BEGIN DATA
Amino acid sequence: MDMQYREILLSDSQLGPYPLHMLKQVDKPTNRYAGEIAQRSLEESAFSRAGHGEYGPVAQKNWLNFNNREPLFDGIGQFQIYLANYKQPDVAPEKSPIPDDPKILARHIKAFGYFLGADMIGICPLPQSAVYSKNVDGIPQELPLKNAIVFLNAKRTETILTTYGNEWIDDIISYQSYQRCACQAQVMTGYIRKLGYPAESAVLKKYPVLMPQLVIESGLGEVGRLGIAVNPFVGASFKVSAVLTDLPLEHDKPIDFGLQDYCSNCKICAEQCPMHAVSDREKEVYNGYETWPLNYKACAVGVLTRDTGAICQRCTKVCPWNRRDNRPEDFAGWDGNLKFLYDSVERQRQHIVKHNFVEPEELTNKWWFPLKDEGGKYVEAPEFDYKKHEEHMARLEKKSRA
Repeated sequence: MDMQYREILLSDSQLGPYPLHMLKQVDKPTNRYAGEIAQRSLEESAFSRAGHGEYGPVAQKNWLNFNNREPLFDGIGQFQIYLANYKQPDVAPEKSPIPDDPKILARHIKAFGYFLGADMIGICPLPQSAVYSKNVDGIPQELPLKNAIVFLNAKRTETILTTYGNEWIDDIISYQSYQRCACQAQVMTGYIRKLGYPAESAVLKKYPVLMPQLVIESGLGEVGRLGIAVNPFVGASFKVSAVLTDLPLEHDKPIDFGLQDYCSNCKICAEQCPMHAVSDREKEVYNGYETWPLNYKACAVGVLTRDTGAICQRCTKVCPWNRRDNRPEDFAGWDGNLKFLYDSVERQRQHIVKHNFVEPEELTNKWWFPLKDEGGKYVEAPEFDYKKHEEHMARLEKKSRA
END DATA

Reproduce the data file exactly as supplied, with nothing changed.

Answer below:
Amino acid sequence: MDMQYREILLSDSQLGPYPLHMLKQVDKPTNRYAGEIAQRSLEESAFSRAGHGEYGPVAQKNWLNFNNREPLFDGIGQFQIYLANYKQPDVAPEKSPIPDDPKILARHIKAFGYFLGADMIGICPLPQSAVYSKNVDGIPQELPLKNAIVFLNAKRTETILTTYGNEWIDDIISYQSYQRCACQAQVMTGYIRKLGYPAESAVLKKYPVLMPQLVIESGLGEVGRLGIAVNPFVGASFKVSAVLTDLPLEHDKPIDFGLQDYCSNCKICAEQCPMHAVSDREKEVYNGYETWPLNYKACAVGVLTRDTGAICQRCTKVCPWNRRDNRPEDFAGWDGNLKFLYDSVERQRQHIVKHNFVEPEELTNKWWFPLKDEGGKYVEAPEFDYKKHEEHMARLEKKSRA
Repeated sequence: MDMQYREILLSDSQLGPYPLHMLKQVDKPTNRYAGEIAQRSLEESAFSRAGHGEYGPVAQKNWLNFNNREPLFDGIGQFQIYLANYKQPDVAPEKSPIPDDPKILARHIKAFGYFLGADMIGICPLPQSAVYSKNVDGIPQELPLKNAIVFLNAKRTETILTTYGNEWIDDIISYQSYQRCACQAQVMTGYIRKLGYPAESAVLKKYPVLMPQLVIESGLGEVGRLGIAVNPFVGASFKVSAVLTDLPLEHDKPIDFGLQDYCSNCKICAEQCPMHAVSDREKEVYNGYETWPLNYKACAVGVLTRDTGAICQRCTKVCPWNRRDNRPEDFAGWDGNLKFLYDSVERQRQHIVKHNFVEPEELTNKWWFPLKDEGGKYVEAPEFDYKKHEEHMARLEKKSRA